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I am looking for recommendations on washers and dryers suitable for full-time RV living. We will be moving into our rig in about a month and a half, and while I'm not in a rush to get one before then, I have a very strong feeling it's going to be an addition we want rather quickly once we're in it. 

I am looking for pros/cons on the different options I've seen...stackable, combo, vented/ventless. As with everything in this lifestyle, there's lots of options and even more opinions, I am certain! For reference, we have a 40' fifth wheel toy hauler with a 12'6 garage which is where the hookups are. My initial thought is that a stackable option would be best, but I am open to suggestions based on experience. 

Thanks in advance! 

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You'll get about as many opinions on this as there are RVers out there. We opted for stackables with a vented dryer. We chose Whirlpool over Splendide so that techs will come to us rather than having to take the rig to an authorized Splendide service point. The units have served us well for two years, now.

Rob

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22 minutes ago, Second Chance said:

We opted for stackables with a vented dryer.

This may seem like a dumb question, but did your camper already have a vent? Ours does not, so we'd need to create one. Our W/D hookups are in the middle of the wall on the backside of our garage area, so not close to a sidewall, which makes vent placement a bit trickier.  

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19 minutes ago, GR "Scott" Cundiff said:

Personally, I wouldn't ever want a non-vented dryer, RV or house.

That's my preference as well; the issue is that our rig does not have a vent for one already, so we'd need to create one. Not an issue, but as I outlined below to the other person, vent location may be a little tricky in our rig. 

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1 hour ago, vlbrown86 said:

This may seem like a dumb question, but did your camper already have a vent? Ours does not, so we'd need to create one. Our W/D hookups are in the middle of the wall on the backside of our garage area, so not close to a sidewall, which makes vent placement a bit trickier.  

No - but if your RV has connections for a washer and dryer, there is probably a place marked to install the vent. It took our dealer about 15 minutes to do the vent part.

Rob

2012 F350 CC LB DRW 6.7
2020 Solitude 310GK-R, MORryde IS, disc brakes, solar, DP windows
Full-time since 8/2015

 

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We were fulltime for almost 12 years and didn't have a washer/dryer. With the RV that we live in, that option would have made for a much smaller bathroom so we chose to just live without one. We spent a lot of our time as RV volunteers and most of the places that we stayed provided laundry equipment so it did work OK but we both agree that if we had it to do over and with the RV options today we would get an RV with some type of washer/dryer. Based on our experiences with moisture issues in cold weather, I would also agree with the thought that a vented dryer is a must.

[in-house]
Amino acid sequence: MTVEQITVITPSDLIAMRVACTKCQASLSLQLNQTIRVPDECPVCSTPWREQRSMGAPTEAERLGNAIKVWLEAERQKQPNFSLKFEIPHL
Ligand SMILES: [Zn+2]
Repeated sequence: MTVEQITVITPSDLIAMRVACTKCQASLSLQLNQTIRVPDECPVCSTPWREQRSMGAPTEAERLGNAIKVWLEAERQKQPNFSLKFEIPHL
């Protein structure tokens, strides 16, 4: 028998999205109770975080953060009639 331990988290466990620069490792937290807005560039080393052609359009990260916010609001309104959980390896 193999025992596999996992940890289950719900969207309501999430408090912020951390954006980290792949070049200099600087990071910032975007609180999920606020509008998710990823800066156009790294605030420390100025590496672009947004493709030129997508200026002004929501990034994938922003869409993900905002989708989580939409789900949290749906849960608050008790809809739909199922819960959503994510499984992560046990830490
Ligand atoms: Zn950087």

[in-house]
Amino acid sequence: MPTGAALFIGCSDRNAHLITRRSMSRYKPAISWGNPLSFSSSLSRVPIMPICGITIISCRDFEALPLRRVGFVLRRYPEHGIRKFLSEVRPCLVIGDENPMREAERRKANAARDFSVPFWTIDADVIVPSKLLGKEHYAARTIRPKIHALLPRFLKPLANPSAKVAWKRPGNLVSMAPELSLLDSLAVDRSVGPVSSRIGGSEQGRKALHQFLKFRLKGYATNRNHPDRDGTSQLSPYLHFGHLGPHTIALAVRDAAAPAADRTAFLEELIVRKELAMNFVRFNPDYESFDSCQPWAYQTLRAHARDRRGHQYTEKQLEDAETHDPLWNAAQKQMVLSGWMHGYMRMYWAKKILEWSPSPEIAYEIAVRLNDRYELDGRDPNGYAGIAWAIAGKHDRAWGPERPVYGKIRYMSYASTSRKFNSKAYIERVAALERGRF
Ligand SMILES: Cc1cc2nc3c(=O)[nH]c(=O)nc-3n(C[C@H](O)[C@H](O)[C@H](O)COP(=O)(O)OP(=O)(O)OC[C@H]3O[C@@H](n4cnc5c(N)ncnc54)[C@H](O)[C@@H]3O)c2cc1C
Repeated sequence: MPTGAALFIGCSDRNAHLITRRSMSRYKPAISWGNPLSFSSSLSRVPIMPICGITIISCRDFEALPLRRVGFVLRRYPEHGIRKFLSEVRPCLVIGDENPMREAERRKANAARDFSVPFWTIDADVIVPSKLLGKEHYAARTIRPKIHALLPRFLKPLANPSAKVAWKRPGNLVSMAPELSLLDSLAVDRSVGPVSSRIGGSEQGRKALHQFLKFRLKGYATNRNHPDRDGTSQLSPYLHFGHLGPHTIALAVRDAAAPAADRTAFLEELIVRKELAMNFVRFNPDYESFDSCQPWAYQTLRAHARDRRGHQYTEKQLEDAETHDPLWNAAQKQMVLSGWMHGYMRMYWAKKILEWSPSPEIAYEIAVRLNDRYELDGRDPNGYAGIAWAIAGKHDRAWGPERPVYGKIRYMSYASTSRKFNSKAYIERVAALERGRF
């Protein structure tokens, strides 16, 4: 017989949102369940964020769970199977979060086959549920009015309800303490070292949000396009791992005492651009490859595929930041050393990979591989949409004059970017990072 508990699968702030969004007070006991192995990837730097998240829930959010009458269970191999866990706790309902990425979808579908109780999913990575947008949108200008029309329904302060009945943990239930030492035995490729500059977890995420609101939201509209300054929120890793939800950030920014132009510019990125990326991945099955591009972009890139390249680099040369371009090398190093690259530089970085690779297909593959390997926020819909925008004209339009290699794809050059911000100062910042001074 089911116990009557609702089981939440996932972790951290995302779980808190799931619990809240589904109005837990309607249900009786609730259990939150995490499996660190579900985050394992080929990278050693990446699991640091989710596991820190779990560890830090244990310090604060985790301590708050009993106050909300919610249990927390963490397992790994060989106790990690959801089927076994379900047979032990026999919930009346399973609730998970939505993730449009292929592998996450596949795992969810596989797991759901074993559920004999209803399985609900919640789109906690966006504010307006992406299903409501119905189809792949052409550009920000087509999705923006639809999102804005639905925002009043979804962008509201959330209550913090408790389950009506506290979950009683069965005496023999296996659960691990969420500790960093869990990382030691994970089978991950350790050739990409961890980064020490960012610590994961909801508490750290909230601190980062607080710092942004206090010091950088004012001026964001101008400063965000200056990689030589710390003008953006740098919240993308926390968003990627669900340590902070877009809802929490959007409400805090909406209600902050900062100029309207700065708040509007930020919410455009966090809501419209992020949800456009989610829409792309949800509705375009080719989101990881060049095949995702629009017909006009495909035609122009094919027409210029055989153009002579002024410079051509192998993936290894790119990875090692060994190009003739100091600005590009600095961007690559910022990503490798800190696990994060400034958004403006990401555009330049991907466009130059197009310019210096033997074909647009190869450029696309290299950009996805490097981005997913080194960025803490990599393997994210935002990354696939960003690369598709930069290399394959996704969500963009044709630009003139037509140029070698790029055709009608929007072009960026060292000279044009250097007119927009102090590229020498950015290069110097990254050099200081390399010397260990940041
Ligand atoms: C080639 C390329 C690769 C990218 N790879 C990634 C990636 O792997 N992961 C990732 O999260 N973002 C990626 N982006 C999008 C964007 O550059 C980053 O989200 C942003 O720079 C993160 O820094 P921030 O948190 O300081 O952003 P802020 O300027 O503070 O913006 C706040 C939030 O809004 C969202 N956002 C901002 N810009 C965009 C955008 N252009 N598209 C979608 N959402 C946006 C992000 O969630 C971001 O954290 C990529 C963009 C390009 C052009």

2 hours ago, vlbrown86 said:

Our W/D hookups are in the middle of the wall on the backside of our garage area, so not close to a sidewall, which makes vent placement a bit trickier.  

The answer to that may be in use of a dryer vent hose much like those in most houses?

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1 hour ago, Kirk W said:

 Based on our experiences with moisture issues in cold weather, I would also agree with the thought that a vented dryer is a must.

 

Many people are confused and think that a "ventless" dryer means the air from the dryer comes out into the RV somehow and will cause humidity/moisture problems.  Not the case.  A "ventless" dryer works completely differently from a standard dryer.  It dries the clothes with the use of a condenser and cold water.  No moisture is released into the RV.  All the extra water goes down the drain--and it is a considerable amount.  A regular dryer vents to wherever you place the vent.  Hope this helps.

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2 hours ago, Second Chance said:

No - but if your RV has connections for a washer and dryer, there is probably a place marked to install the vent. It took our dealer about 15 minutes to do the vent part.

Rob

I remember that our Hitchhiker had a circle drawn where the vent was supposed to go.  When we installed the Spendide they cut that hole out and we were good to go.

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If your RV is 50 amp, you can install a standard residential washer/dryer with a 240 volt dryer.  We have a 240 volt dryer in our rig.  It would take some wiring changes to add a 240 volt plug at the dryer location though.  Also, you would only be able to use the dryer with a 240 volt source, so that means when plugged into a 50 amp power pedestal.  There are other ways to get 240 volt into the RV with the proper generator or inverter, but those are not typical.  A 240 volt dryer dryer much better/quicker than a typical 120 volt dryer for RV use.

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16 hours ago, Dennis Henderson said: